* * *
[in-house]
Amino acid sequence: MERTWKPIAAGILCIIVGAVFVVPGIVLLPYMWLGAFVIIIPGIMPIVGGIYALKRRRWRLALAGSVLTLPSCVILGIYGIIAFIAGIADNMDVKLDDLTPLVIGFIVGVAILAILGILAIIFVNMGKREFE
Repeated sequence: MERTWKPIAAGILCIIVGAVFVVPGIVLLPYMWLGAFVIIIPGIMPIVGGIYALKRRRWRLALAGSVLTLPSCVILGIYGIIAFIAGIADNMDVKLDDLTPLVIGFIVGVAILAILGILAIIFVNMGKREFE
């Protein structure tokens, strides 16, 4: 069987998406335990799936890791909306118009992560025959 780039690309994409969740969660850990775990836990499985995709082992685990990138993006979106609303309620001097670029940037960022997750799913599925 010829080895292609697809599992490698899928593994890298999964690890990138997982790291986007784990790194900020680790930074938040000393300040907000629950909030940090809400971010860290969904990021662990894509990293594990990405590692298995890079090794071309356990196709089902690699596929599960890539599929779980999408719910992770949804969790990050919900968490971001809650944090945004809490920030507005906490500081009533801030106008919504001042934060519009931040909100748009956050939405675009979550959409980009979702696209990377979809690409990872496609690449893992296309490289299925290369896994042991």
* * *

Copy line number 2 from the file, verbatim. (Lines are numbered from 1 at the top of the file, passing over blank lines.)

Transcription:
Amino acid sequence: MERTWKPIAAGILCIIVGAVFVVPGIVLLPYMWLGAFVIIIPGIMPIVGGIYALKRRRWRLALAGSVLTLPSCVILGIYGIIAFIAGIADNMDVKLDDLTPLVIGFIVGVAILAILGILAIIFVNMGKREFE